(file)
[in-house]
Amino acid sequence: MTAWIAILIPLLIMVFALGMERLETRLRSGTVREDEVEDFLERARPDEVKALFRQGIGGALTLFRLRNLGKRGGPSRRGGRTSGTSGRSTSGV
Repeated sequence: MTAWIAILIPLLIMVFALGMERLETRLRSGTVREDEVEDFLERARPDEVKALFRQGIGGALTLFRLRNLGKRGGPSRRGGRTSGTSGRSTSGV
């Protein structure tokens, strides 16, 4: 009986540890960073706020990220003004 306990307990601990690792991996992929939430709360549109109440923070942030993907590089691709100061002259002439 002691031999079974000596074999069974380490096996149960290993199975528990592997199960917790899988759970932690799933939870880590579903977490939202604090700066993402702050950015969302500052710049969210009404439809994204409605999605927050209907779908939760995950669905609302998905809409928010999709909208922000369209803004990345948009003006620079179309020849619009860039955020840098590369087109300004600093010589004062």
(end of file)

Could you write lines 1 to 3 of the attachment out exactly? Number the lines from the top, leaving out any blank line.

[in-house]
Amino acid sequence: MTAWIAILIPLLIMVFALGMERLETRLRSGTVREDEVEDFLERARPDEVKALFRQGIGGALTLFRLRNLGKRGGPSRRGGRTSGTSGRSTSGV
Repeated sequence: MTAWIAILIPLLIMVFALGMERLETRLRSGTVREDEVEDFLERARPDEVKALFRQGIGGALTLFRLRNLGKRGGPSRRGGRTSGTSGRSTSGV